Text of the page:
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3.4. Sampling Technique and Sample Size
It is beyond the scope of the study to gather data from the total populations. Hence, sampling techniques were used; both systematic random sampling and purposive sampling was employed. In Sodo town, there are three sub-towns i.e. Arada, Mehal and Merkato. Out of these three sub-towns for this study two sub-towns are selected. Mehal and Arada sub-town is purposively selected for this study because the kebeles under these sub-towns selected for the study are newly developed parts of the town and faced with scarcity of water.
In two sub-towns there are eleven kebeles. Data was collected from five kebeles (Damota and Ofa Gendeba Kebels from Mehal and Waja kero, Dil Betigil, Selam kebels from Arada sub towns) by employing systematic random sampling. The total population of the five kebeles is 11,267 and there are 1,485 total households (CSA, 2014). Out of these, 147 households were used for the collection of sample data. Therefore, for this study the sample size is 10% of the total households (with the following formula as given on page number 15). In order to determine sample households the investigator selected every item on the list of households.

The sample size taken from each sample kebeles is comparative to their total number of households. The total households selected for this study was 147 households residing in the town. There were 310, 290, 285, 295 and 305 total households in kebeles Damota, Ofa Gendeba, Waja kero, Dil Betigil and Selam respectively. From these 30, 29, 28, 29 and 30 households respectively selected. The sample size for this research is determined by using the formula, as indicated in Burt et al, (2003). This study used the following formula to calculate sample size as follows:
µ=n/N x µ¡
Where, µ = sampled sizes of each kebeles
n = sample size
N = total household size of sampled kebeles
µ¡ = number of households in each sampled kebele

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3.5. Methods of Data Collection
3.5.1. Procedures of data collection
In order to have general understanding of the specific locality, the investigator first organized a general survey of the study area. The data gathering tools was intended on the bases of objectives, research questions and review of related literatures. During the initial stage of questionnaires administration, the investigator was prepared the objectives of the study clear to the respondents in order to avoid any confusion. Before distributing questionnaires, the time convenience for the respondents was considered in order to maximize the rate of return of the questionnaires. In addition, taking into consideration the non response rate of questionnaires, the investigator added some extra questionnaires were distributed.

3.5.2. Instruments of data collection
Collecting data through different tools leads to the accurate research findings. Having this in mind, the investigator used the following data gathering instruments: questionnaire, semi- structured interview and observation.

3.5.2.1. Questionnaire
Questionnaire was used as the major tool for collection of data from the randomly selected sample respondents. Due to resource and time constraint, the research could not entertain large number of people in case studies, in depth interviews and wider focus group discussions. Therefore, questionnaires were used to fill the gap and support the representative sample to address as many individuals as possible to help gather relevant first hand information. Two different sets of questions were prepared: close-ended and open-ended questions.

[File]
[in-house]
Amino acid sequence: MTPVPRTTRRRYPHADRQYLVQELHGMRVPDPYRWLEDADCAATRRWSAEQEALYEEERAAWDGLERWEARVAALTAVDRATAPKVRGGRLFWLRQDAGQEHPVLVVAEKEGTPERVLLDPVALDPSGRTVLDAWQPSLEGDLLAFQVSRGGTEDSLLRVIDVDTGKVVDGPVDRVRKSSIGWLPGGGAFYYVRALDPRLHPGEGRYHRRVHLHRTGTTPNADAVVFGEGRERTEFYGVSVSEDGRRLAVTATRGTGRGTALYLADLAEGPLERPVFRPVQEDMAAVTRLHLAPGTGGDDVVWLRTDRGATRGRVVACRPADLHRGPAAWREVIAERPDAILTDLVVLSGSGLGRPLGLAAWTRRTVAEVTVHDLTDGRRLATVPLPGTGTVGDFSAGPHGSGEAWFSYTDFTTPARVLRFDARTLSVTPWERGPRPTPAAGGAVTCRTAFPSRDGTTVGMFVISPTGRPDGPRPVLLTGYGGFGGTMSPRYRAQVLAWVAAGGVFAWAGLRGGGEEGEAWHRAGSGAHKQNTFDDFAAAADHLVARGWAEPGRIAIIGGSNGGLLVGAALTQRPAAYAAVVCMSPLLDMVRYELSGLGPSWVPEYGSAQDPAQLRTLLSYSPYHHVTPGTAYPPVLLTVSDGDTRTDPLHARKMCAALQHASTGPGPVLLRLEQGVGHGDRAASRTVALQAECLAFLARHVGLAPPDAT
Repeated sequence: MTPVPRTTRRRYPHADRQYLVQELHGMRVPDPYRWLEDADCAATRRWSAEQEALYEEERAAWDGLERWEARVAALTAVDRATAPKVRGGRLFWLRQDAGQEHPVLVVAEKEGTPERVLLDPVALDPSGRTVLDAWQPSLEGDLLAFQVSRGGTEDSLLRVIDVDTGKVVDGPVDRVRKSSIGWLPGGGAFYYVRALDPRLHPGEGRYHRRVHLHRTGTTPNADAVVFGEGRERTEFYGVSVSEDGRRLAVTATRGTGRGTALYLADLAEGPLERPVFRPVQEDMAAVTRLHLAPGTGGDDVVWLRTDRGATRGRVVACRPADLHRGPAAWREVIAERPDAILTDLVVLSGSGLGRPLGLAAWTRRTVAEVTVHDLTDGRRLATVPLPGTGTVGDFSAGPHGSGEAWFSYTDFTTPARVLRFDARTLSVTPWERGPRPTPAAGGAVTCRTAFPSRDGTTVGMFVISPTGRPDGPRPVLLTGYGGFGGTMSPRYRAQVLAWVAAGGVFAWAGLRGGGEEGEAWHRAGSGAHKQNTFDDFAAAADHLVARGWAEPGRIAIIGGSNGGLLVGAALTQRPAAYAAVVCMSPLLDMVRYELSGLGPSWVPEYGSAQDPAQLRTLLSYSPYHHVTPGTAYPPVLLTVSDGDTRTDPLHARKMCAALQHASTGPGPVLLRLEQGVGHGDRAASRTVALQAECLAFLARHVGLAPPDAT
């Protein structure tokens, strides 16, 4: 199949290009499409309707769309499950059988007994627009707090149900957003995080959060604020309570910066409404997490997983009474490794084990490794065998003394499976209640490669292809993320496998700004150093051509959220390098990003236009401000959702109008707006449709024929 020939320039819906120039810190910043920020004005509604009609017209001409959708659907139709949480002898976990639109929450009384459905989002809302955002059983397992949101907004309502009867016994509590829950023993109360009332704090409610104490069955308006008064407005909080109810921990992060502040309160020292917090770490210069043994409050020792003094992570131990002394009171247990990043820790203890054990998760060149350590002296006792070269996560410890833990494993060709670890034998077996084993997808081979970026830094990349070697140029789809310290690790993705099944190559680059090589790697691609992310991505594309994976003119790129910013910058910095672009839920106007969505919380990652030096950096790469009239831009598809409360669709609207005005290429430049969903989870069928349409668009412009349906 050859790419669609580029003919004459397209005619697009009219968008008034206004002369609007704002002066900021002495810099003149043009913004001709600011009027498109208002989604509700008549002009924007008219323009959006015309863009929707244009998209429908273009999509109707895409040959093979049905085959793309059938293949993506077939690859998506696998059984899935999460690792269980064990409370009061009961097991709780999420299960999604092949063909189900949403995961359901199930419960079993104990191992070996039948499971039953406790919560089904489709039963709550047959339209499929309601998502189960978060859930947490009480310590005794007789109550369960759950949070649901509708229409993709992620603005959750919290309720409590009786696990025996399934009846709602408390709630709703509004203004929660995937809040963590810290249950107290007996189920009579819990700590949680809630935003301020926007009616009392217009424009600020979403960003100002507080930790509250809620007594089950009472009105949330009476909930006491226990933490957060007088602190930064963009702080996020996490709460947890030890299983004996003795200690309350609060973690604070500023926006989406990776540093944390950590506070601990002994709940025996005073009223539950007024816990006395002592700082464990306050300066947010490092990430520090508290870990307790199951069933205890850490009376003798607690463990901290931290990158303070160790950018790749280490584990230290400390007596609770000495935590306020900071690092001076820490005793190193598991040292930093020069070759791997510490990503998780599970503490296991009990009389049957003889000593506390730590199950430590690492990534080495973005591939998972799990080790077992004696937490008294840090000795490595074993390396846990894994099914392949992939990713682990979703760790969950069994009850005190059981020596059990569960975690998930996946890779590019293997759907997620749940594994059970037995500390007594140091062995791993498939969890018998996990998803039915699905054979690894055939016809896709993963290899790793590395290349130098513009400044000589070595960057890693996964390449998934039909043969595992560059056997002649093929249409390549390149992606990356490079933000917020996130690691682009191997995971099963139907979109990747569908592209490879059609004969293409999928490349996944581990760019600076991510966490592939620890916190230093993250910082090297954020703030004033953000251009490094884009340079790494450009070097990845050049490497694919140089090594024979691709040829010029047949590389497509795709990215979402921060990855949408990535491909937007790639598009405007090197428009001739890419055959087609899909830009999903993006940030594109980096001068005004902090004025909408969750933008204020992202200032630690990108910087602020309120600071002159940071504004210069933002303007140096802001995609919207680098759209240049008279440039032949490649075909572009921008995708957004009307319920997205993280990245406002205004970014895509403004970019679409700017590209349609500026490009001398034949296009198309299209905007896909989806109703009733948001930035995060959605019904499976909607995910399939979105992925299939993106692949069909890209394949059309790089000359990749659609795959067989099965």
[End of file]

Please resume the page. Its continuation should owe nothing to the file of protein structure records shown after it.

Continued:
For those respondents who could not understand English, the questionnaires were prepared and translate in to Amharic, so that the respondents were easily understood.

3.5.2.2. Key informants interview
The purpose of interview was to collect supplementary information, so as to stabilize the questionnaire response. Semi-structured interview were conducted to a purposively selected group of informants. The interview was conducted face to face. The interview were used to dig out information on issues like water supply, health condition that is related with water particularly accessibility, consistency, and adequacy to assess water supply and distribution condition in the town. The reason behind using a semi-structured interview is the advantages of flexibility in which new questions can be forwarded during the interview based on the responses of the interviews.

Moreover, the tool also has been instrumental in generating recommendations. Accordingly, key informant interview were used to gather more of qualitative data explains and narrates the study population rather than expressing it in terms of numbers. The recorded data were categorized based on similarities of response and then translate into English language during the transcription. This assisted the researcher to collect relevant and more reliable information to this study.

3.5.2.3. Field Observation
Among the primary data collection techniques, observation is crucial to understand peoples’ activity in the basis of how, what and why they are doing something. This allowed the investigator to develop confidence to speak and analyze what is being said and what is really going on the actual setting. Further, this participatory observation has the benefit of becoming part of the selected group and observes how they get; fetch water and asking clarification on their actions. The field observation was used by the researcher to get additional information to validate the information received from other sources. A checklist was prepared for systematic observation.

3.6. Methods of Data Analysis